We offer you an opportunity to join our research to discover exotic quantum phases in transition metal oxides, and to uncover the physics behind their phase formation, in the department of quantum materials at the Max Planck Institute for Solid State Research. Among the variety of attractive quantum phases, our group is focusing particularly on quantum spin liquids, multipolar ordered states, excitonic magnets, excitonic insulators and topological superconductors.
The electric and magnetic properties of transition metal oxides (TMO) are often dominated by electrons in d-orbitals. Large Coulomb repulsion between electrons accommodated in the spatially constrained d-orbitals tends to block the motion of electrons from one atom to another, and the electrons are highly entangled. Just like interacting atoms and molecules, the entangled electrons, called correlated electrons, form solid (insulator), liquid (metal), and superfluid (superconductor) states inside the solid. The interplay of the three degrees of freedom attached to electrons – charge, spin and orbital, together with the presence of quantum fluctuations, enrich these electronic phases further. We are hunting such exotic phases and the rich physics associated with their phase formation by the combined effort of design, synthesis and fabrication, structural characterization, spectroscopies and measurements of electric, magnetic and thermal properties at low temperatures.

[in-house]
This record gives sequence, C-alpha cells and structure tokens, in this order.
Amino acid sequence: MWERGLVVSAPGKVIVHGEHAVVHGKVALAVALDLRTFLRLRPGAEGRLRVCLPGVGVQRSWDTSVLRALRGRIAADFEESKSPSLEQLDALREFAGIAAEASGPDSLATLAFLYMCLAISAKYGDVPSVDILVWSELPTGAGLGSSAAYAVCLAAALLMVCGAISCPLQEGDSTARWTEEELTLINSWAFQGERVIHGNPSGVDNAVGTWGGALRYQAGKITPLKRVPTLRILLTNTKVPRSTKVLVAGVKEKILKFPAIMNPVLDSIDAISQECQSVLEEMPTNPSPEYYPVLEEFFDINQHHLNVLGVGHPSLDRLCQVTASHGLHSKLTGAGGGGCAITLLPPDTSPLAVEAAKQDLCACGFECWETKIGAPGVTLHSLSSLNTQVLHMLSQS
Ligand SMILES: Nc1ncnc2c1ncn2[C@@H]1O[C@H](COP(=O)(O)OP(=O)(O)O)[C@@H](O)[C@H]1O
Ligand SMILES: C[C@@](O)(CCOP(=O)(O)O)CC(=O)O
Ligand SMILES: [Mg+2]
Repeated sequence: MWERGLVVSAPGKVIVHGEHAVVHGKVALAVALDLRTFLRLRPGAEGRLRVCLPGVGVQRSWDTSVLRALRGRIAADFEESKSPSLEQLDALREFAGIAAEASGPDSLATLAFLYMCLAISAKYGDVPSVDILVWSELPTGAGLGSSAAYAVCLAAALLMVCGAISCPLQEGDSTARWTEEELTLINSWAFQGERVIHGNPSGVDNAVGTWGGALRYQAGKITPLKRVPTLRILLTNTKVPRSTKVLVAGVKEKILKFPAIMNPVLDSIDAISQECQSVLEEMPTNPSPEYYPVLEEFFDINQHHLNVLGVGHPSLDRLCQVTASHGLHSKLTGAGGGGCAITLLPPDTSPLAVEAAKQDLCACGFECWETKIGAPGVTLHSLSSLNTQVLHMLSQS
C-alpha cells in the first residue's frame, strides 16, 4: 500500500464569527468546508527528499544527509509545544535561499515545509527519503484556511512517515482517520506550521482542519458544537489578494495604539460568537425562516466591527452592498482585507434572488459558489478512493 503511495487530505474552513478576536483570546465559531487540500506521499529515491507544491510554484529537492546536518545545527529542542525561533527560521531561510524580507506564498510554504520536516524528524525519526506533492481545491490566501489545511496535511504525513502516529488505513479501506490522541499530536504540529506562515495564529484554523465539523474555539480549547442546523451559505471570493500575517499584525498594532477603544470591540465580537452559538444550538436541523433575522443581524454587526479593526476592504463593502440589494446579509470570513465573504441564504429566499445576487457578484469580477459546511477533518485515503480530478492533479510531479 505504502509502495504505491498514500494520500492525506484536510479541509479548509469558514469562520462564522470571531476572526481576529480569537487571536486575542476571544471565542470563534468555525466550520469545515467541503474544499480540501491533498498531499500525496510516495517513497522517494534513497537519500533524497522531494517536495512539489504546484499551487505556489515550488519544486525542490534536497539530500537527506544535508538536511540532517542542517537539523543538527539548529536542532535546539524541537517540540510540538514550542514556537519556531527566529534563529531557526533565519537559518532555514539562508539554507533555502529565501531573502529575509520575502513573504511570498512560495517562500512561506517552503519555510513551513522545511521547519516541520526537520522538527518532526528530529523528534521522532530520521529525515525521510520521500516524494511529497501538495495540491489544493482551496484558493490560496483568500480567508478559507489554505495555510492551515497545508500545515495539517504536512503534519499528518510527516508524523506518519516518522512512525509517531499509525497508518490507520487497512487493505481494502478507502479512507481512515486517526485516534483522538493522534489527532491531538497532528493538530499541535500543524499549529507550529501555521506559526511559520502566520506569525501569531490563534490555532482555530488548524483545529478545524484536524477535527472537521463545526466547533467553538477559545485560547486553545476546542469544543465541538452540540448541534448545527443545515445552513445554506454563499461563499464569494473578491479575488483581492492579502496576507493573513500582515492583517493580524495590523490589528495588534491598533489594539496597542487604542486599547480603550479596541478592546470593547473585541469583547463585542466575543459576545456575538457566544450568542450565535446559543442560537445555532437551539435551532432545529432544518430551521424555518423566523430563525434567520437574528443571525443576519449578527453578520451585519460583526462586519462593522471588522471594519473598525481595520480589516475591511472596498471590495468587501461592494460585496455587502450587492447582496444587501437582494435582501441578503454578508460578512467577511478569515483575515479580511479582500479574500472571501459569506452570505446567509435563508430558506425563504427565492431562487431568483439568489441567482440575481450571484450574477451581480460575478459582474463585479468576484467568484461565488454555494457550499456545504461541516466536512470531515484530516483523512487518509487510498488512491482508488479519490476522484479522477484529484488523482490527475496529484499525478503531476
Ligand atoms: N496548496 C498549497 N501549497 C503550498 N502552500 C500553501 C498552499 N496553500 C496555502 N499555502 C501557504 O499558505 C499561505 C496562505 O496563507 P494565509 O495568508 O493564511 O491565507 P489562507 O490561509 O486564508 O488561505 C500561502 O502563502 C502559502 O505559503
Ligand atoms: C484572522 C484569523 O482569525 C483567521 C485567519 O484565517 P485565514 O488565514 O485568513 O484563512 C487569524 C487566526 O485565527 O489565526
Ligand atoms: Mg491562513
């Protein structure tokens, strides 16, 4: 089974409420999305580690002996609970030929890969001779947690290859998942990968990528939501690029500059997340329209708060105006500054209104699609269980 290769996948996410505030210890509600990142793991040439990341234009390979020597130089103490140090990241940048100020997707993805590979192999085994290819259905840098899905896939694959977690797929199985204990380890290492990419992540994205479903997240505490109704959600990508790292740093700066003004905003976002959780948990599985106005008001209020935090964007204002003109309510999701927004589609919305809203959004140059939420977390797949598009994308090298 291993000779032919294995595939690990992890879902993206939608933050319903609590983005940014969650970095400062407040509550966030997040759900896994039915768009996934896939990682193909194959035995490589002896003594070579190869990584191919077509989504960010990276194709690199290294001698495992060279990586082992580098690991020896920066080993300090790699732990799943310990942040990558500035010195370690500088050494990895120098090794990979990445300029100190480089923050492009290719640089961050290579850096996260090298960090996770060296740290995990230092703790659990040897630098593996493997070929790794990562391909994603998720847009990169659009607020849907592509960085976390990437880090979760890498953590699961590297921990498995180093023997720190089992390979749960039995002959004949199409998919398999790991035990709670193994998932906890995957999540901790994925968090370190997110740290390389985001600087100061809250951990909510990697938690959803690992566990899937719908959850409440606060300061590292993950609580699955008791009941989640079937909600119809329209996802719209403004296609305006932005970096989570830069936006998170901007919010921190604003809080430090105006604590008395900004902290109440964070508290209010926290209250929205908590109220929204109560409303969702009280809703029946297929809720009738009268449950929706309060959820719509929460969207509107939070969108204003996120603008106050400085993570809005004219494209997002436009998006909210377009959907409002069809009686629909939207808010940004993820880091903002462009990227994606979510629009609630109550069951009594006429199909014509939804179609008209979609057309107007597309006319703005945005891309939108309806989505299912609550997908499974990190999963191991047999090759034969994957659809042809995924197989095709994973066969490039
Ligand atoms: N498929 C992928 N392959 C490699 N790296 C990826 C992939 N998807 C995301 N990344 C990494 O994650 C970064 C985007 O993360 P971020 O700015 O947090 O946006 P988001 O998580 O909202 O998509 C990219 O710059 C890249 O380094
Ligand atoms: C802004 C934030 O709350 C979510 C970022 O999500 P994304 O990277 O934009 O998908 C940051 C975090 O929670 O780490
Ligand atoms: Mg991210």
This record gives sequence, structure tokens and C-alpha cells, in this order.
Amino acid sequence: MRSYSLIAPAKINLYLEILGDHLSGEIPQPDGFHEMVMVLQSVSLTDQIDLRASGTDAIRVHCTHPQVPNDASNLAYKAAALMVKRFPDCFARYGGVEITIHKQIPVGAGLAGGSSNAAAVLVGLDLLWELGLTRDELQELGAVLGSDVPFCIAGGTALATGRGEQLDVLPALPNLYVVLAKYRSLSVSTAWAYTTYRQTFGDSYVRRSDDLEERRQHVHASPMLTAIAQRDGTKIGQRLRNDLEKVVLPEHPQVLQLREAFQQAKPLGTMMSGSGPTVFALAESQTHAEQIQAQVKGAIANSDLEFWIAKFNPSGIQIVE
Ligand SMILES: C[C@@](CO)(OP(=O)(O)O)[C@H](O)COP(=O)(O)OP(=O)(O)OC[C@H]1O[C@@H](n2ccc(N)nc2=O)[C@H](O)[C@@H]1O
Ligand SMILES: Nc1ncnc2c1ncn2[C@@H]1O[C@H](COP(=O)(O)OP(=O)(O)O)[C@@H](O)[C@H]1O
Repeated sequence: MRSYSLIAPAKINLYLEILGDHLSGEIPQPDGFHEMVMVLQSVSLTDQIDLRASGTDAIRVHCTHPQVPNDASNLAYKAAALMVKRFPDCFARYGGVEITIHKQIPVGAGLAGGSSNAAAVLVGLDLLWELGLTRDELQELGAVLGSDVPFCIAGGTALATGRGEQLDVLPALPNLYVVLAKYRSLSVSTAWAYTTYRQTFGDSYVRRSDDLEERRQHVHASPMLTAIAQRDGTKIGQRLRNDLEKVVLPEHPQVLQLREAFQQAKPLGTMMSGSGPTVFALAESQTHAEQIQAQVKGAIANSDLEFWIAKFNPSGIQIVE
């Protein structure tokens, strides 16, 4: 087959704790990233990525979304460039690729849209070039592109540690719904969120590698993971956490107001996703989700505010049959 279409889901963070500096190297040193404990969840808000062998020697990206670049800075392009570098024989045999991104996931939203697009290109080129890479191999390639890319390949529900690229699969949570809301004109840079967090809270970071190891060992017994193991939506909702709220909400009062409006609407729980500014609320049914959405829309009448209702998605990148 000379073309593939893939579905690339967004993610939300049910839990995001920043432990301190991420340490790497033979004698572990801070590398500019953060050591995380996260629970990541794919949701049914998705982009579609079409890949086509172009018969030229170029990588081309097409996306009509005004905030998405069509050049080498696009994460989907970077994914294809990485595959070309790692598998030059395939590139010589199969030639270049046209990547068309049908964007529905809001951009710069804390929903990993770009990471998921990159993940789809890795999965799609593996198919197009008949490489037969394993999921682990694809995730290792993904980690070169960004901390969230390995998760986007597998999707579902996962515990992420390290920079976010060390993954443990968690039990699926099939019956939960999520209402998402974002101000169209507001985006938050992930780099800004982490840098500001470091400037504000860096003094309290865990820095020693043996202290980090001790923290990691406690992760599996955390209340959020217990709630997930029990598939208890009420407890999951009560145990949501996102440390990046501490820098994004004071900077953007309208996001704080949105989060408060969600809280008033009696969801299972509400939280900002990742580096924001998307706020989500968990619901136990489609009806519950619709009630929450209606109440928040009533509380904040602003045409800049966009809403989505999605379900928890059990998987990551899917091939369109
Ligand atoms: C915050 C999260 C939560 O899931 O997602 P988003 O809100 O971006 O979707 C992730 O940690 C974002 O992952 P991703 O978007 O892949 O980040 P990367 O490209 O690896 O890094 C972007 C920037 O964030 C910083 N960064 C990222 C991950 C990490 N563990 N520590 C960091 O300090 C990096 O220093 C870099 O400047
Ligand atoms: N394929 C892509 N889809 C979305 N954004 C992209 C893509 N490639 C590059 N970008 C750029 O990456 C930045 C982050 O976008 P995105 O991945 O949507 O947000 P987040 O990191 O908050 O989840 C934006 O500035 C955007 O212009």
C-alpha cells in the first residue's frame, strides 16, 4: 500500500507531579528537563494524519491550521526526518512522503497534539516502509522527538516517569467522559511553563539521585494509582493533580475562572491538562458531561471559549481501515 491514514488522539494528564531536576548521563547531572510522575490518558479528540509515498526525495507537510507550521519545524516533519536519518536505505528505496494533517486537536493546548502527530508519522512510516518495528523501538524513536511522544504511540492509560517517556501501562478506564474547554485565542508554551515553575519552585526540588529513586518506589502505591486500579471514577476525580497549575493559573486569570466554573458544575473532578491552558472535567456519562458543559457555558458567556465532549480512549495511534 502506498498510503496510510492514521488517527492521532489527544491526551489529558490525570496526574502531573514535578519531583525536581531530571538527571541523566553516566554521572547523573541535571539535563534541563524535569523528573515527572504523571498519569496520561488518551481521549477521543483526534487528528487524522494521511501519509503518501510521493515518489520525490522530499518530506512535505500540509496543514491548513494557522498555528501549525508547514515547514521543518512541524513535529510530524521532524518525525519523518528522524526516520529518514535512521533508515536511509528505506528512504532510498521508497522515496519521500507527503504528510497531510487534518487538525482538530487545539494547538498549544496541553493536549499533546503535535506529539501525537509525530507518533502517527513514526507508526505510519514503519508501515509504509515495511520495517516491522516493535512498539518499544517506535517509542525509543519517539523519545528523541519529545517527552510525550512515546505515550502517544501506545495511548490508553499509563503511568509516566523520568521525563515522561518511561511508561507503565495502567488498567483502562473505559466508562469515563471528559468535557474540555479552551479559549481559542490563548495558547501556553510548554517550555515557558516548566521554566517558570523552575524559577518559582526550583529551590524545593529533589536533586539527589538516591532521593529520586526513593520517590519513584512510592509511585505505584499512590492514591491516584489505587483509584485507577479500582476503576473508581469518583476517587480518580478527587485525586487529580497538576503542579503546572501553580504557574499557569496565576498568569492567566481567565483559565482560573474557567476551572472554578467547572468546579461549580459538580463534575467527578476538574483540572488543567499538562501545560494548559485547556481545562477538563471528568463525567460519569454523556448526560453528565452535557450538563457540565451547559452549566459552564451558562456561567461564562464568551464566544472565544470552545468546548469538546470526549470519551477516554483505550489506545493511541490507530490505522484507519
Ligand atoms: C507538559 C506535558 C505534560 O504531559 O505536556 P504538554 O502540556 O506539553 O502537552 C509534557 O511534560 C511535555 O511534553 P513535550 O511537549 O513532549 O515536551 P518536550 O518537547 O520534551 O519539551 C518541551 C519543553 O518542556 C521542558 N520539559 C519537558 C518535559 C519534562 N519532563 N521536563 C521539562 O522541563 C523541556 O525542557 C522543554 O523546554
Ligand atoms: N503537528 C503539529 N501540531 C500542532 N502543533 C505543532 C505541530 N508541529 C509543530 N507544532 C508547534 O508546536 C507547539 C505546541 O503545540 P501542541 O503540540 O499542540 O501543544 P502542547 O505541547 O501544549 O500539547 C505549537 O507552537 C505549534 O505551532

In FY2018-FY2019, you can join one of the following projects for your internship.
- Design, synthesis and characterization of spin-orbital entangled systems, with emphasis on quantum spin liquids, excitonic magnets and multipolar ordering. (Tomo Takayama)
- Thin film and hetero-structure growth of topological semimetals.(Hiro Nakamura)
- Search for high performance thermoelectrics, design and control of electronic entropy and thermal transport (Juergen Nuss)
- Spectroscopic imaging of possible topological superconductors and related materials using STM/STS (Lihui Zhou and Hide Takagi)
- Elementary excitations of quantum spin liquids probed by thermal transport and specific heat measurements down to an ultra-low temperature (~ 50 mK) and up to high magnetic field (~ 16 T). (Yosuke Matsumoto, Jan Bruin and Hide Takagi).